“Even to this day when I see him we always have a long chat,” she said. “It’s like I’ve never left – he never forgets a face.
“He would always have time to talk to you, and he always had your best interests at heart. He would go the extra mile to make sure your stay in the hostel was enjoyable. Everyone who stays there has so many memories.”
Ryan Arthur – who was a resident between 1995 and 1997 – said the hostel “revolved” around the outgoing manager.
“Mr McGhee – he was always called that to us – is a rare kind of fellow,” he said. “He’s in that leadership position, with scores of staff and unruly children to look after, but he manages to be both a good, friendly approachable guy and at the same time a no-nonsense, very effective leader, and its normally impossible to be both those things.”
Arthur added he was “extremely disappointed” that the council voted against calling the new hostel after McGhee.
“I know its not something he would ever admit to wishing for – he’s not that kind of person – but it’s something who lived in the hostel wished for him.”
So what’s next for McGhee? Next year he will travel the world with his wife, taking advantage of not being dictated by the school calendar – “It’s a novelty.” You wouldn’t be surprised, however, if he pops by the hostel when he can.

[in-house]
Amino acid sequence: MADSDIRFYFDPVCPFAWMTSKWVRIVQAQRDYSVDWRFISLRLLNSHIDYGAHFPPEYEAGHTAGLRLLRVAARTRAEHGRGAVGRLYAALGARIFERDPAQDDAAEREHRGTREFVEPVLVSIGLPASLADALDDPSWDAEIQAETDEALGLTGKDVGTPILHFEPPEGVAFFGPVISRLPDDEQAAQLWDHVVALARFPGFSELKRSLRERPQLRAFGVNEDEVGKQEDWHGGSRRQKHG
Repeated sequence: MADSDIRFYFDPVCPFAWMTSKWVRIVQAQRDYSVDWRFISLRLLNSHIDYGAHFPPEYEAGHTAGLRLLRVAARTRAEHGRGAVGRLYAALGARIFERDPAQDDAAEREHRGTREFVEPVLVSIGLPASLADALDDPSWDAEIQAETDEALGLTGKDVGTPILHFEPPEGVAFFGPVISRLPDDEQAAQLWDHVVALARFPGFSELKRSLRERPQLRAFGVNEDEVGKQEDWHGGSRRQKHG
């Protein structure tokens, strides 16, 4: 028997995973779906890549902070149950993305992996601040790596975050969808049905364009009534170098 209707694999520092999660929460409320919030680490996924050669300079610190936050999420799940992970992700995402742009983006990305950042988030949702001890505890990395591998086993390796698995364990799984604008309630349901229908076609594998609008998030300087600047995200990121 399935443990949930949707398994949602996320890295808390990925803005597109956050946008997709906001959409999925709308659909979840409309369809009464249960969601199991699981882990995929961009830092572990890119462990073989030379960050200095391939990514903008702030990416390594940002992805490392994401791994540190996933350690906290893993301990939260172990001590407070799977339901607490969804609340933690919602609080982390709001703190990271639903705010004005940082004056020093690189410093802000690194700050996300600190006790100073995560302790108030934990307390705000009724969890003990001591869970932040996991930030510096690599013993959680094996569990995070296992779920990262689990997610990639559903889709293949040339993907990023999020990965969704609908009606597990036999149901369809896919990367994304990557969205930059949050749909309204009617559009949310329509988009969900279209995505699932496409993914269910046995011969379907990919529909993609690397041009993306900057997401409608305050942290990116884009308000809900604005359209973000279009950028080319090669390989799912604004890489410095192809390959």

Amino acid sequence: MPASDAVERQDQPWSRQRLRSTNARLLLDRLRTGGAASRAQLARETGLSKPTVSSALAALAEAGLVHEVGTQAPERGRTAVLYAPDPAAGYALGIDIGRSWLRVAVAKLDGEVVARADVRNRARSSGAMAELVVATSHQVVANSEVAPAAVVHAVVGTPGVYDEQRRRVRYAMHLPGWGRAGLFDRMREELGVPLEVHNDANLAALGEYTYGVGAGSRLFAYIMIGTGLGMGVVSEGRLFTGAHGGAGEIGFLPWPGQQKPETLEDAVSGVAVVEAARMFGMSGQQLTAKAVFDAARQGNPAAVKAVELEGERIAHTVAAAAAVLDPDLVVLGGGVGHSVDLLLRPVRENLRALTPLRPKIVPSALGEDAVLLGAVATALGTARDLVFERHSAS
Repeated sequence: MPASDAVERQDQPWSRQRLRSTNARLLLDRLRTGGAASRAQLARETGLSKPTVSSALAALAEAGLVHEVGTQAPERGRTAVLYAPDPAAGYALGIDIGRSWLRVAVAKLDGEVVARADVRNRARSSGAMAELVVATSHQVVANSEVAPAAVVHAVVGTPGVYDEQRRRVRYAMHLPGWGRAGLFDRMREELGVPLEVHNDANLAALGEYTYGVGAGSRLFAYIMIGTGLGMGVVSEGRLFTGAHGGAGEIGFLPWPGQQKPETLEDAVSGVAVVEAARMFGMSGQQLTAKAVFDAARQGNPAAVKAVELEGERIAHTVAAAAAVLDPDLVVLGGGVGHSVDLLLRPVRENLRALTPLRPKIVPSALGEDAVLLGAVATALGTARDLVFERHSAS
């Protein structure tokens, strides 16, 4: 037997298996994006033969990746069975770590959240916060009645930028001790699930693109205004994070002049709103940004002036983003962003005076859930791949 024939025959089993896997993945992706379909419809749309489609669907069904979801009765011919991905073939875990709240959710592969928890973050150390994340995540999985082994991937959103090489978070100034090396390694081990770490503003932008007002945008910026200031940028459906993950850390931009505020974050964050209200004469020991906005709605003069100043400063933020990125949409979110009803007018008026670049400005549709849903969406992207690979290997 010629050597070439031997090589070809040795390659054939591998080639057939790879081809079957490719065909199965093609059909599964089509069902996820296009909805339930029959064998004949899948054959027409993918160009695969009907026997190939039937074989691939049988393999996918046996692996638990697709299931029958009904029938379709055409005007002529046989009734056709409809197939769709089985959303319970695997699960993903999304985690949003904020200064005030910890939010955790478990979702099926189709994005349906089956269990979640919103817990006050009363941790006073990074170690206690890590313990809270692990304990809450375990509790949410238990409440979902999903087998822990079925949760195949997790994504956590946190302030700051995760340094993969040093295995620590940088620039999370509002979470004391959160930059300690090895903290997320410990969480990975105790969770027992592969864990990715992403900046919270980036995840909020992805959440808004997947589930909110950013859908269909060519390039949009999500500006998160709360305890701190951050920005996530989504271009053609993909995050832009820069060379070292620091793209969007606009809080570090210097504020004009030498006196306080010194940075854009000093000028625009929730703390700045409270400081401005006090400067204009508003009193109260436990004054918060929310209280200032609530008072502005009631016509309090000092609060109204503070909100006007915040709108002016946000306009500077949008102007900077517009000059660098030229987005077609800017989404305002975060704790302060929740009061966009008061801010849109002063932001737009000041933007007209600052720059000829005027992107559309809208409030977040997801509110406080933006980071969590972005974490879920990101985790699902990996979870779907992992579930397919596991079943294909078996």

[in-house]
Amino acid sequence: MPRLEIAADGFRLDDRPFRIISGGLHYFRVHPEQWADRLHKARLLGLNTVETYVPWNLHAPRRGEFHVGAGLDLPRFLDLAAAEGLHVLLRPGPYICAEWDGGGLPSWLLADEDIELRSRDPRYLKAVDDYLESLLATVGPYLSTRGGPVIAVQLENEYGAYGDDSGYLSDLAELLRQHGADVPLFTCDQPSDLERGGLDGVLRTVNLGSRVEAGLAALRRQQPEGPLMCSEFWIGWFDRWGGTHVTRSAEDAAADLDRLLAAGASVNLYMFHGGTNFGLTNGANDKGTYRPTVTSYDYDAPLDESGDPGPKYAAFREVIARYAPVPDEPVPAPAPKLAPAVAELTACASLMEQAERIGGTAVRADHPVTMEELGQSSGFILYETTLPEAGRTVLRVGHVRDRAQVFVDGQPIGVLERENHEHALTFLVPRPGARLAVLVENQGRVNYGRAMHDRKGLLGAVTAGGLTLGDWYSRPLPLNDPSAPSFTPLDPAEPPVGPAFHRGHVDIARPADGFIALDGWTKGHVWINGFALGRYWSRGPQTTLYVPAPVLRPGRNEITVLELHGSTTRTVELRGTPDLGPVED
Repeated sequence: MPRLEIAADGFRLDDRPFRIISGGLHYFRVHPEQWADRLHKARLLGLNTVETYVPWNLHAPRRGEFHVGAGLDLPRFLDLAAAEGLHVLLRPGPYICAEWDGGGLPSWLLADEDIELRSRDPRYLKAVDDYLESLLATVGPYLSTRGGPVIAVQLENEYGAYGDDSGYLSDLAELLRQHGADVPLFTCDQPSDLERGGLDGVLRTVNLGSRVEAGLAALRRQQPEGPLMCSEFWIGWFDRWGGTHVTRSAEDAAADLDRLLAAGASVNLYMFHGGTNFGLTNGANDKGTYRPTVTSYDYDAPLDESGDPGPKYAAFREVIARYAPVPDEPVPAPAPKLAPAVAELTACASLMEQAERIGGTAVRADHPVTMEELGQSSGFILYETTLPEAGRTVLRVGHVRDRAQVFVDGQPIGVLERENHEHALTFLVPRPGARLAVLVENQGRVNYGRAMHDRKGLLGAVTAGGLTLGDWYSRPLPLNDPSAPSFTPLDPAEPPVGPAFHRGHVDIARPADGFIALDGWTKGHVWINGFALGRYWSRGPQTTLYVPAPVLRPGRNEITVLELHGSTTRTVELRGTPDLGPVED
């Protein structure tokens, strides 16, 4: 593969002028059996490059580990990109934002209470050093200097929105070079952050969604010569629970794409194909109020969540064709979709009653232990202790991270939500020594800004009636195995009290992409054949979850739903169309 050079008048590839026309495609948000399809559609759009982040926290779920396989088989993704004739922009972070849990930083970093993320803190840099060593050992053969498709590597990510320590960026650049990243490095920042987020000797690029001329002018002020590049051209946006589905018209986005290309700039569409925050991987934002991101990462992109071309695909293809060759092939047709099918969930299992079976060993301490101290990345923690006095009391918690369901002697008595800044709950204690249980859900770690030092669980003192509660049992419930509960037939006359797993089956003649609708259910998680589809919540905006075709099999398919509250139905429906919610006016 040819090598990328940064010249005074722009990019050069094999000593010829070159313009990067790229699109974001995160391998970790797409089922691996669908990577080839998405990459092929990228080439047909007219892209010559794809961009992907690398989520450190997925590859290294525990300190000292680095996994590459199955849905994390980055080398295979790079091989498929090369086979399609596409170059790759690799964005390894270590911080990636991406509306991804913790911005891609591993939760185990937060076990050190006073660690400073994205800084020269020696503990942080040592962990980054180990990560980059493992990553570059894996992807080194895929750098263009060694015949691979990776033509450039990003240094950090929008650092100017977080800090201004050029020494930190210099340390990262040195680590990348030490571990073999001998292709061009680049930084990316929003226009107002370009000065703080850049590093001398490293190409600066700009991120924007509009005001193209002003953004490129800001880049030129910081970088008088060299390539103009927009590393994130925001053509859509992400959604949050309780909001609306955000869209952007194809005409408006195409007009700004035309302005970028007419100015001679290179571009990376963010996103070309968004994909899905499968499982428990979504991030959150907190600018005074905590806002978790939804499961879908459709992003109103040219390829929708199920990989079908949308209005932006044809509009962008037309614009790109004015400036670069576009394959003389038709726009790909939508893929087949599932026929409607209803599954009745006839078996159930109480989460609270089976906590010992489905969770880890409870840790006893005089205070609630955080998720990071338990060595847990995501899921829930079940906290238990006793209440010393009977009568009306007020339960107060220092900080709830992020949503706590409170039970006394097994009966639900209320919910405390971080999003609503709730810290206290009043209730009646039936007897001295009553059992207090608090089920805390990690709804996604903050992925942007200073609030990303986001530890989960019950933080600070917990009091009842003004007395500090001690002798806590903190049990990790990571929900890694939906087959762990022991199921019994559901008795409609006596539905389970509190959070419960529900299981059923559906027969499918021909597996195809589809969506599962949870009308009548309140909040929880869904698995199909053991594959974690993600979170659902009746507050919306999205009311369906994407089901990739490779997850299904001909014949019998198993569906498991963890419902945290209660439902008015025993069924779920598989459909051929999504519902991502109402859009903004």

“I’m still hoping for an invite to the Christmas dinner,” McGhee smiled.
After the interview is concluded, the hostel manager poses for some photos outside. A pupil comes out of the front door and speaks to McGhee. She had been off school feeling poorly, but battled through the illness to make it in for the manager’s last couple of days at work. “I wanted to say goodbye,” she said.
A Janet Courtney hostel reunion meanwhile is set to take place on 13 October next year. Anyone who attended the halls of residence between August 1979 to the present day (if they are aged over 18) are invited to attend. Contact firstname.lastname@example.org or find the event on Facebook. Alternatively, phone Debbie on 01950 431661.